Scenes from San Juan and Mendoza Provinces 
in the Flat Subduction Region

All photos
by
Jim Reynolds


 
Triassic redbeds exposed at Valle de la Luna Provincial Park: Two of the oldest known dinosaurs, Eoraptor and Hererrasaurus, were discovered in these strata by Argentine and American paleontologists. The park is located on the eastern flank of the Sierra de Valle Fertil in the western Sierras Pampeanas. It is renowned for its lunar-like landscape and sculpted rock exposures.

 
Middle Triassic lacustrine strata comprise the bulk of the Ischigualasto Formation  where the early dinosaurs were discovered in Valle de la Luna Provincial Park.

 
This balanced rock is one of many fascinating, wind-sculpted features in the park.

 
Complicated structure is displayed in these Mesozoic and Cenozoic strata exposed in the Cuesta de Huaco in the Eastern Precordillera. The Eastern Precordillera actually has a closer affinity with the thick-skinned Sierras Pampeanas immediately to the east than it does with the thin-skinned Precordillera immediately to the west. The range is interpreted to to be a thick-skinned structure that has yet to be unroofed due to its very young age (It's still rising!).

 
The Río Jáchal is an antecedent stream sourced in the Cordillera Frontal (distant range) that cuts through the Precordillera. Paleozoic strata with North American affinities are exposed in the sides of the gorge.

 
Ordovician pillow lavas are exposed in a quarry and in roadcuts on the western side of the Precordillera Occidental near Rodeo, San Juan. They are variously interpreted to represent the top of an ophiolite complex and deposits within a rift basin.

 
Middle Miocene volcaniclastic strata are exposed on the western flank of the Precordillera Occidental (right background) near Rodeo. The Precordillera is separated from the base of the Cordillera Frontal (left background) by the Iglesia Basin--a classic piggyback basin. This photo was taken in 1984.  A reservoir now occupies the area in the middle distance.

 
Neogene volcaniclastic strata (light-colored) unconformably overlie the Ordoviciam pillow lavas (dark) on the western flank of the Precordillera Occidental near Rodeo.

 
The Cordillera Frontal as seen from the western base of the Precordillera Occidental near Rodeo.

 
The highest peaks in the western Hemisphere are found in the Cordillera Frontal along the west side of the Uspallata-Calingasta- Iglesia Basin in San Juan and Mendoza provinces. There are no Quaternary volcanoes in the range because of the subhorizontal subduction angle between the Nazca and South American plates at this latitude.

 
The Río San Juan is another large antecedent river that cuts through the Precordillera between Calingasta and Ullum. The road through the gorge provides spectacular views throughout its 80 km length. A series of dams that will flood the gorge is presently under construction. In 2001, the one-lane gravel road was only accessible to the public at night.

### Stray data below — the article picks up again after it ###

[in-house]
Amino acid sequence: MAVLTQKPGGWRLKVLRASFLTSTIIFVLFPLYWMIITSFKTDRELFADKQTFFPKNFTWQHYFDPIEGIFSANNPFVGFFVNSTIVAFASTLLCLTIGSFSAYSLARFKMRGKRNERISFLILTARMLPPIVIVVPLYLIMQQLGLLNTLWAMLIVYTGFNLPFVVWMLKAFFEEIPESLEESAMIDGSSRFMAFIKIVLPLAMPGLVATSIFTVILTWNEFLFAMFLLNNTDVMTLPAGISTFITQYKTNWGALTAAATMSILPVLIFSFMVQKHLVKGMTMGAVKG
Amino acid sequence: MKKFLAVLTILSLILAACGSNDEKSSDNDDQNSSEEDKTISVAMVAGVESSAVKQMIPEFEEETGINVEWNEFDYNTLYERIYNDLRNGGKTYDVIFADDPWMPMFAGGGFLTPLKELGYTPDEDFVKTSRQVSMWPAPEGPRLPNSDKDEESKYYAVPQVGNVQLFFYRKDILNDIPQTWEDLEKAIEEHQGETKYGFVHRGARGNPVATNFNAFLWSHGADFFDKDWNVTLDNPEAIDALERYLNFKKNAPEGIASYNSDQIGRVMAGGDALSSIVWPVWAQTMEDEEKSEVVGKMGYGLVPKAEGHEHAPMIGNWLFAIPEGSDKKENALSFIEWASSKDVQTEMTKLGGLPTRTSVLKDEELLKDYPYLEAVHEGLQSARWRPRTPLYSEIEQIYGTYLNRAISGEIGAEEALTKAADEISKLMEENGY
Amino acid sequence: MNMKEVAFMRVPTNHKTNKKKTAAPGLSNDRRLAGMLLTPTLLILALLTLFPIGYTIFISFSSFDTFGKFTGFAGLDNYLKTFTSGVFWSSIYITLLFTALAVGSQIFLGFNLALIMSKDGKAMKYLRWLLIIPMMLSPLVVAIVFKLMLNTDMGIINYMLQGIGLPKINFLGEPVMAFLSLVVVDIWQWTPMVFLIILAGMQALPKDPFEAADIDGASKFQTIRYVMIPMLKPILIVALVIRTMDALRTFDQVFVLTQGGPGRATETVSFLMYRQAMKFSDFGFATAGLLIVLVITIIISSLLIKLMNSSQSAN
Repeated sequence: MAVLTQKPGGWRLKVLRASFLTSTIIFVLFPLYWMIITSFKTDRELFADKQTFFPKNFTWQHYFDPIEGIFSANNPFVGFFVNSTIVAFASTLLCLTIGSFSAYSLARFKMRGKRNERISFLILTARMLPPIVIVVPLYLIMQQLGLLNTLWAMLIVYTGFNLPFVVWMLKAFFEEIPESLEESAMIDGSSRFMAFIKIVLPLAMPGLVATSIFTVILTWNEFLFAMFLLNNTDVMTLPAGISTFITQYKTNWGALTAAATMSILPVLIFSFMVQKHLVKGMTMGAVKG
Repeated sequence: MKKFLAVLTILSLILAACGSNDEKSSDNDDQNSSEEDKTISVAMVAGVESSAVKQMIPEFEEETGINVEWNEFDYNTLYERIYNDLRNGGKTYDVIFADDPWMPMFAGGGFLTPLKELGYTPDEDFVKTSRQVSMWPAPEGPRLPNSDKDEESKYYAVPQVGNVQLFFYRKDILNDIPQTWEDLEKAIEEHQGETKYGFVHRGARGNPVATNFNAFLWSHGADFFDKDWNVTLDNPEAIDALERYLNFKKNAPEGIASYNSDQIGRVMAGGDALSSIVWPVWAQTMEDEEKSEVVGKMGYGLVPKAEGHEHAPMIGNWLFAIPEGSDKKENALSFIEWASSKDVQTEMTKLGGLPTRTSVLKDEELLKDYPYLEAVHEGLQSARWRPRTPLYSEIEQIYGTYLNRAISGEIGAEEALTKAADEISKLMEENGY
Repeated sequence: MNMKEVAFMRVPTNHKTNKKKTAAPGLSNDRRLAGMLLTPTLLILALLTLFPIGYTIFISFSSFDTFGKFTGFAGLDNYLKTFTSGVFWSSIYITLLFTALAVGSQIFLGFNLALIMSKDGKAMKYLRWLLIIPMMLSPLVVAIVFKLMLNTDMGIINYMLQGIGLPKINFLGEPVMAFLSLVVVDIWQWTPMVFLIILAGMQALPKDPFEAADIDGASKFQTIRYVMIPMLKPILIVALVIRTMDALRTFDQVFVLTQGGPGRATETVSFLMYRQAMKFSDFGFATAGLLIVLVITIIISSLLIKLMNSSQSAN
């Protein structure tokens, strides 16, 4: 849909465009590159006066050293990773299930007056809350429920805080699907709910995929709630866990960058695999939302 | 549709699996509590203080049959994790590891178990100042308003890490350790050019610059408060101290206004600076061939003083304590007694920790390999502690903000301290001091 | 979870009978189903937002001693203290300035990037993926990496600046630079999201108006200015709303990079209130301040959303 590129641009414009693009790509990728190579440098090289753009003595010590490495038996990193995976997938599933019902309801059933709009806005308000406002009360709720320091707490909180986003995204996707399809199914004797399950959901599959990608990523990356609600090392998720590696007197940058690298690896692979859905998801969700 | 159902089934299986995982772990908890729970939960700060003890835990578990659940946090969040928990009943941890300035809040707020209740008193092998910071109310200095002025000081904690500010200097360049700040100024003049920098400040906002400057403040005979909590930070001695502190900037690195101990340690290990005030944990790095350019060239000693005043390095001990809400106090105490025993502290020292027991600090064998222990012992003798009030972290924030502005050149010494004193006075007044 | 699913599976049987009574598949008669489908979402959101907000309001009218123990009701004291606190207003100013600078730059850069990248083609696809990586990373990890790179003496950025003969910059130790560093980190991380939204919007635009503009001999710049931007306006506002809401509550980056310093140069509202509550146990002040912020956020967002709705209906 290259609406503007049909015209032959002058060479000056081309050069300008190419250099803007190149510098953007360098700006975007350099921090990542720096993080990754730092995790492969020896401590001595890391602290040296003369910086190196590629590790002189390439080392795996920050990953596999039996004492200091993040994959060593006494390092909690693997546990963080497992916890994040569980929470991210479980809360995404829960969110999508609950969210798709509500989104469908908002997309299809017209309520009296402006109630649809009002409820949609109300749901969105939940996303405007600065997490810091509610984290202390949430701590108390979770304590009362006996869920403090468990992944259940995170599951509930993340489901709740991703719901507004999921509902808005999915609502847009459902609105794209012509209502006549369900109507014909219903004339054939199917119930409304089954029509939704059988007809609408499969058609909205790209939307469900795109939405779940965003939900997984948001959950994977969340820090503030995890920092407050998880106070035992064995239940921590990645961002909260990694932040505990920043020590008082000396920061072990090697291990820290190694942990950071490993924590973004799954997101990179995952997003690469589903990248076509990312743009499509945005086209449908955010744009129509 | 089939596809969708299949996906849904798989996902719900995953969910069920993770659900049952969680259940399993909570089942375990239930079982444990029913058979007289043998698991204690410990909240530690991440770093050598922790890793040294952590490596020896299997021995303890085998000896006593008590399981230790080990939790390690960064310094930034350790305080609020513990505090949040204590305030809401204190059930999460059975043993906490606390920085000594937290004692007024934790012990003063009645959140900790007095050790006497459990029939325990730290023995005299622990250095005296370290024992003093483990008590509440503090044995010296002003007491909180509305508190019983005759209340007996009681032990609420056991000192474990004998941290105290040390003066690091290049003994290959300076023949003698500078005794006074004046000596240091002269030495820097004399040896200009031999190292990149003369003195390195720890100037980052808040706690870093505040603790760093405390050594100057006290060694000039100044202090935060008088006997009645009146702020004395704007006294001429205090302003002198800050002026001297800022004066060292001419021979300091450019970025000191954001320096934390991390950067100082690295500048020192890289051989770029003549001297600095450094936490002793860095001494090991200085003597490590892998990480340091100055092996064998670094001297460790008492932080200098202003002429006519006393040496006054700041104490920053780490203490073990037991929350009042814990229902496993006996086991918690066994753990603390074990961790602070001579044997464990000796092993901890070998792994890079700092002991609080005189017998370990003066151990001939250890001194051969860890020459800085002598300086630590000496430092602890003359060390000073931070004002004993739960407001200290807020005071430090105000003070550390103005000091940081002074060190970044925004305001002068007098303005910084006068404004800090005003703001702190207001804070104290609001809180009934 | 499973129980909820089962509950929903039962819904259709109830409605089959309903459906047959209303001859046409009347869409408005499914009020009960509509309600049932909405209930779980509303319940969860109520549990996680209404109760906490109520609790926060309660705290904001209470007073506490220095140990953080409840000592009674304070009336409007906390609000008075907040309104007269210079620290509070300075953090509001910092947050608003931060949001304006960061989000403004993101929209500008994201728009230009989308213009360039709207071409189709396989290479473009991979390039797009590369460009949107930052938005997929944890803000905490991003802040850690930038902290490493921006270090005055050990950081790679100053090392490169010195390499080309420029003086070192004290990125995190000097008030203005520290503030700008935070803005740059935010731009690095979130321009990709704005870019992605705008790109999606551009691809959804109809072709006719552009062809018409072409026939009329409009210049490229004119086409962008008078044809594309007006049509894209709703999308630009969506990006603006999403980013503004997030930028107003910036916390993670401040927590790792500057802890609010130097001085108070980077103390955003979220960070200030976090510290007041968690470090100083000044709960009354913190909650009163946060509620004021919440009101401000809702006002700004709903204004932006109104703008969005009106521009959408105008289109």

A winter sunset in the Precordillera Central along the Río San Juan Gorge.

 
 
One of two middle Miocene, dacitic, subvolcanic edifices that border the Río San Juan at the eastern entrance to the gorge near Ullum. Neogene volcanism was extremely rare in the flat subduction area and appears to have been restricted to dacitic dome complexes in the west and undersaturated lavas farther to the east. No active volcanoes are present in the region today.

 
Eucalyptus trees border the roads through the vineyards near Ullum, just west of the city of San Juan.

 
Cerro Aconcagua is the highest mountain outside of Asia. This view, taken near the Río Mendoza, about 30 km south of Mendoza, shows nearly 20,000 feet of relief.

 
A view of the high Andes from west of Mendoza. The Uspallata piggyback basin is the southernmost of this type of basin along the eastern base of the Cordillera Frontal.

 
A river terrace cut by the Río Mendoza developed in the alluvial fan at the eastern base of the Andes. The fan provides a smooth ascent to a pass across the mountains into Chile. Charles Darwin followed this route on his return to H. M. S. Beagle in Valparaiso, Chile after leaving the ship to cross the Andes to visit Mendoza. This route also holds an important place in Argentine and Chilean history. Argentine Liberator San Martín led his Army of the Andes across the Andes to join with Chilean forces to defeat the Spanish in two decisive battles.

 
The summit of Aconcagua (left-center) as seen from the entrance to Aconcagua National Park near the Chilean border. The top is often enveloped in clouds.

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Last updated October 4, 2005